1938 Alberto Fujimori, would be a dictatorial president of Peru, disgraced in 2000, and would flee to the country of his ancestors, Japan..
1929 Jacqueline Lee Bouvier Kennedy Onassis, wife of President John F. Kennedy, first lady (1961-63), wife of Aristotle Onassis.
1922 Jacques Piccard Switzerland, undersea explorer (bathyscaph Trieste)
1909 Malcolm Lowry, English novelist (Under the Volcano), short story writer, and poet. He died on 27 June 1957.
1907 Earl S. Tupper, US inventor of Tupperware plastic containers, who died on 05 October 1983..
1901 Harry Bridges, Australian-born US labor leader who headed the West Coast Longshoremen's Union. He died on 30 March 1990.
1896 The city of Miami, Florida, is incorporated.
1887 Marcel Duchamp part-time French-born US Dada artist, who tried to shock people with his small but controversial output. It exerted a strong influence on the development of 20th-century avant-garde art. He died on 02 October 1968. MORE ON DUCHAMP AT ART 4 JULY LINKS Nu Descendant un Escalier Nº2 (no nude, just a descending robot) Le Passage de la vierge à la mariée Father L.H.O.O.Q. Large Glass You and Me
1887 Max Burchartz, German photographer who died in 1961. LINKS
1881 John Gresham Machen, a US Presbyterian theologian who taught at Princeton and Westminster seminaries. Two of his writings still endure: New Testament Greek for Beginners (1923) and The Virgin Birth of Christ (1932). Machen was born in Baltimore; died on 01 January 1937, in Bismarck ND, US Presbyterian scholar (Princeton Theological Seminary) who joined in forming the doctrinally conservative Presbyterian Church in America (1936; later named the Orthodox Presbyterian Church) after his suspension from the ministry by the General Assembly of the Presbyterian Church, USA., for his opposition to modern liberal revision of the 17th-century English Presbyterian creed, the Westminster Confession of Faith. Criticizing Liberal Protestantism as unbiblical and unhistorical in his Christianity and Liberalism (1923), he left Princeton (1929) to help found Westminster Theological Seminary in Philadelphia.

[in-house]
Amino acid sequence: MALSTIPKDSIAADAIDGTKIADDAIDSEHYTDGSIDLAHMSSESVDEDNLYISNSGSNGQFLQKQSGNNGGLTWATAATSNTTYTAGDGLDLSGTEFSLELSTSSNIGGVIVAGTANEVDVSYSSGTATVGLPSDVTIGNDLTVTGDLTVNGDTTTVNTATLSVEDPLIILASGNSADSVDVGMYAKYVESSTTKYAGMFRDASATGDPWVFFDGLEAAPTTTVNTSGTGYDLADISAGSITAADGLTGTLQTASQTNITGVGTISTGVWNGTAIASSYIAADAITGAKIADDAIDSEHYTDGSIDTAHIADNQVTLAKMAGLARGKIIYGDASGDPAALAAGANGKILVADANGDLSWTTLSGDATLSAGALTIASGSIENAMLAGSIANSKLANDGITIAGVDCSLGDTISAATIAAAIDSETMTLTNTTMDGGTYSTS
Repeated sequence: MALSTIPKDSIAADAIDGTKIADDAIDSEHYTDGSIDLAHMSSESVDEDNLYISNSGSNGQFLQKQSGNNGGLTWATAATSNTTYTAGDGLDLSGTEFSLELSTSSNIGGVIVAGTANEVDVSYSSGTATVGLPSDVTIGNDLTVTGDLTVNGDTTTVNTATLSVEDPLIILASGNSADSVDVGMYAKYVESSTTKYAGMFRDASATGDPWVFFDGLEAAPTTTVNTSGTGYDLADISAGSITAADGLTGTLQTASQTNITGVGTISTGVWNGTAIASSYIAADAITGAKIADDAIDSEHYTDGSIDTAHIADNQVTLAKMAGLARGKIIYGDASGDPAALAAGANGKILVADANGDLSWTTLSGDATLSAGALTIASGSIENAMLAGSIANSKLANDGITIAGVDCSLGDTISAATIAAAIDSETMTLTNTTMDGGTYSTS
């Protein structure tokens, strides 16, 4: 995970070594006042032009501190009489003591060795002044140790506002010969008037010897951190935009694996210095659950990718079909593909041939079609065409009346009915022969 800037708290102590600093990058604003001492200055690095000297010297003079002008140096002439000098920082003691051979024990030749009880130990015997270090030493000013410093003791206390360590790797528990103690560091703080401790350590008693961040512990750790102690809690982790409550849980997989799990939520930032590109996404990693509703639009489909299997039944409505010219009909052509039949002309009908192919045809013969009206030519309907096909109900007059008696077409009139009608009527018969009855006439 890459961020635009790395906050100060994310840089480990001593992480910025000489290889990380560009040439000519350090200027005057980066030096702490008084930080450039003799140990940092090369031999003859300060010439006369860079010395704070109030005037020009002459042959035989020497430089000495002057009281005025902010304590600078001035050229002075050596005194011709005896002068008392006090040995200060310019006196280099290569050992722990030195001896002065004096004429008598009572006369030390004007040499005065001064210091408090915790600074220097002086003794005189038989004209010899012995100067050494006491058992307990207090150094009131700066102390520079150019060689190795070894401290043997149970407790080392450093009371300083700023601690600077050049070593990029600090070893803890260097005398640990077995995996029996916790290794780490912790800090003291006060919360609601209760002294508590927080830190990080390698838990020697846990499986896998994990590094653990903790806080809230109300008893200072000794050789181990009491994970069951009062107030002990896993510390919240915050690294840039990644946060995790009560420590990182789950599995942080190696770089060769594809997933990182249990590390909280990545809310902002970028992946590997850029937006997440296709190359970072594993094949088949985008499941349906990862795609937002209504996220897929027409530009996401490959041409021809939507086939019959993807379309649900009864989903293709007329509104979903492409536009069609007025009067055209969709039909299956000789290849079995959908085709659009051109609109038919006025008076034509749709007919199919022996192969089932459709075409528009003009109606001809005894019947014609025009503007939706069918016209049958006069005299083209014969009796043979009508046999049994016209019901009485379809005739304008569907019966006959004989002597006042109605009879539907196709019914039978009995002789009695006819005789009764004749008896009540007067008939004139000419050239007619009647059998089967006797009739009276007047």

1879 Lucy Burns, US suffragette who died on 22 December 1966.
1874 (25 July?) Joaquín Torres García, Montevideo painter, sculptor, teacher, and theorist, who died on 08 August 1949. — more LINKS
1867 Charles Dillon Perrine, US astronomer who died on 21 June 1951.
1835 Giosué Carducci, Italian poet, winner of the Nobel Prize for Literature in 1906, highly influental literary figure in his time. Carducci was regarded as the unofficial national poet of modern Italy.
1819 Henri-Joseph Harpignies, French painter specialized in landscapes, who died on 28 August 1916. — Photo of Harpignies MORE ON HARPIGNIES AT ART 4 JULY LINKS Landscape at Capri Bords de l'Allier untitled landscape Autumnal River Landscape Goats Grazing Beside A Lake At Sunset Midday In The Meadows Boys By The Sea Environs De Menton, Le Royal — Pont Neuf, Paris
1816 Joseph Pierre Olivier Coomans, Belgian artist who died on 31 December 1889.
1774 Maximilien Joseph Wagenbaur, French artist who died on 12 May 1829.
1750 Philippe Fabre d'Églantine France, poet/satirist/politician.
1728 Nicolas-Henri Jeaurat de Bertry , French artist who died after 1796.
1609 Judith Leyster, Dutch Baroque era painter of genre scenes, portraits, and still-life, who died on 10 February 1660, wife of Jan Miense Molenaer. MORE ON LEYSTER AT ART 4 JULY LINKS The Serenade Self-Portrait Carousing Couple The Proposition Young Flute Player A Boy and a Girl with a Cat and an Eel Man Offering a Woman Money Merry Trio Laughing Youth with a Wine Glass
1456 Jacopo Sannazzaro, Italian poet who died on 24 April 1530. SANNAZZARO ONLINE: Arcadia (zipped)
1165 Ibn al-'Arabi Muslim mystic/philosopher